Have you ever shaken your head in frustration after reading a modern or contemporary poem, certain you didn’t get the “real meaning?” Matthew Zapruder’s Why Poetry? will convince you to try again. In his book of essays, Zapruder argues that poets do not write in coded messages. Instead, poetry can be understood by anyone by starting with the meanings of words and relying on the power of association, leaving room for leaps of imagination and the possibility of a “central unsayability.” Written with an awareness of our current political situation, Zapruder eloquently contends that, for the very reason that poetry relies on ways of understanding that are not purely logical or rational, we need poetry now more than ever for its ability to help us create a space where we can bridge the many divides we face.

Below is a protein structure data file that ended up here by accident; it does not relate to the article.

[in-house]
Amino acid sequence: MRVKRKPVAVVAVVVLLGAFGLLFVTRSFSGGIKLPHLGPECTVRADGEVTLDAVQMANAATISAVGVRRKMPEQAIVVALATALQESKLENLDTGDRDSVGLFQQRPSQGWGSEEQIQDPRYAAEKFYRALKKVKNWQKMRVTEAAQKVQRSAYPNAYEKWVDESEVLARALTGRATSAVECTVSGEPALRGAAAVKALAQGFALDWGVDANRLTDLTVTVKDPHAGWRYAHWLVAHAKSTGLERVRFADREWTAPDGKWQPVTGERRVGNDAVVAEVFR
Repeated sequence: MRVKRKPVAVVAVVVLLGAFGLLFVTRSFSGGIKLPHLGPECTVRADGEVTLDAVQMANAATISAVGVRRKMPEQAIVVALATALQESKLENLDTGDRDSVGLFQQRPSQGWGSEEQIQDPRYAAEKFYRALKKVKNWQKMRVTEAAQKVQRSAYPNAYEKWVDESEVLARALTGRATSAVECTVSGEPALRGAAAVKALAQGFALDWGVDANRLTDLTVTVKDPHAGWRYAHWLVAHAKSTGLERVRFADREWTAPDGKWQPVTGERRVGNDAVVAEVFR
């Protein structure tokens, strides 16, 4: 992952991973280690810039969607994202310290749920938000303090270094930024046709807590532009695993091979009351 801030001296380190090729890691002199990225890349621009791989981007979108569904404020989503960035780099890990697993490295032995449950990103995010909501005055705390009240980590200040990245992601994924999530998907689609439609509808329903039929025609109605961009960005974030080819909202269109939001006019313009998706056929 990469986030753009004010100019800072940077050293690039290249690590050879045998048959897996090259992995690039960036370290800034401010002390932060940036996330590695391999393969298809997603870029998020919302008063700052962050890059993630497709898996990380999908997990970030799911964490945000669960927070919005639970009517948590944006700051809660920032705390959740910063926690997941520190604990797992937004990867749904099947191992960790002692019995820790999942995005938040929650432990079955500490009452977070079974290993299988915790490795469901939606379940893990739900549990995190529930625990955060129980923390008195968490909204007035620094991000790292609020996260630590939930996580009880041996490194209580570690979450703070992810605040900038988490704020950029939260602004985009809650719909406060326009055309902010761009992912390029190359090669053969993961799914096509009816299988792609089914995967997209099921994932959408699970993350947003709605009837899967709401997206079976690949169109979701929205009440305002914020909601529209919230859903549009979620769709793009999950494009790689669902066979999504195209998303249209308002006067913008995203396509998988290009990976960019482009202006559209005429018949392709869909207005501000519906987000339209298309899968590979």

For the reader or writer of poetry and for the person simply seeking a way to be in the world in these troubling times, Zapruder’s essays will prove enormously compelling and thought provoking. This book simply should not be missed.
(Originally reviewed for a free copy of book for Seattle Book Review.)